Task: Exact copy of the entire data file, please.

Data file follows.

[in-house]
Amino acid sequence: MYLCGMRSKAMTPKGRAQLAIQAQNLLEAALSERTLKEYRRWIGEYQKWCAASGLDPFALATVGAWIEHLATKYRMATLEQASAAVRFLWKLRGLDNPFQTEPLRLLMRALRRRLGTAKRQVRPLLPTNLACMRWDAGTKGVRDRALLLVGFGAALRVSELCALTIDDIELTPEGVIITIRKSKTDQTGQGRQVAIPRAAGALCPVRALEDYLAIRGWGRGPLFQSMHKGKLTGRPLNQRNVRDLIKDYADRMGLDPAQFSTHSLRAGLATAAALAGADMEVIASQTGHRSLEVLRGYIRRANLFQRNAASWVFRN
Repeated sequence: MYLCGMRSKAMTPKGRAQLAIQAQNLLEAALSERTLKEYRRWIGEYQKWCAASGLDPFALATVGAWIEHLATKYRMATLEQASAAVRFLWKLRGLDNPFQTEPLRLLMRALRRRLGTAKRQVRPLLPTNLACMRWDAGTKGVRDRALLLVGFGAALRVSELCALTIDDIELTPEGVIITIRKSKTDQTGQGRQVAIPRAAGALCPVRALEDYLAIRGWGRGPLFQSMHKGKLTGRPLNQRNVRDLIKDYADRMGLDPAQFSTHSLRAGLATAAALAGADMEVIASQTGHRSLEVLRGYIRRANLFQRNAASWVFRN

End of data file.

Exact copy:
[in-house]
Amino acid sequence: MYLCGMRSKAMTPKGRAQLAIQAQNLLEAALSERTLKEYRRWIGEYQKWCAASGLDPFALATVGAWIEHLATKYRMATLEQASAAVRFLWKLRGLDNPFQTEPLRLLMRALRRRLGTAKRQVRPLLPTNLACMRWDAGTKGVRDRALLLVGFGAALRVSELCALTIDDIELTPEGVIITIRKSKTDQTGQGRQVAIPRAAGALCPVRALEDYLAIRGWGRGPLFQSMHKGKLTGRPLNQRNVRDLIKDYADRMGLDPAQFSTHSLRAGLATAAALAGADMEVIASQTGHRSLEVLRGYIRRANLFQRNAASWVFRN
Repeated sequence: MYLCGMRSKAMTPKGRAQLAIQAQNLLEAALSERTLKEYRRWIGEYQKWCAASGLDPFALATVGAWIEHLATKYRMATLEQASAAVRFLWKLRGLDNPFQTEPLRLLMRALRRRLGTAKRQVRPLLPTNLACMRWDAGTKGVRDRALLLVGFGAALRVSELCALTIDDIELTPEGVIITIRKSKTDQTGQGRQVAIPRAAGALCPVRALEDYLAIRGWGRGPLFQSMHKGKLTGRPLNQRNVRDLIKDYADRMGLDPAQFSTHSLRAGLATAAALAGADMEVIASQTGHRSLEVLRGYIRRANLFQRNAASWVFRN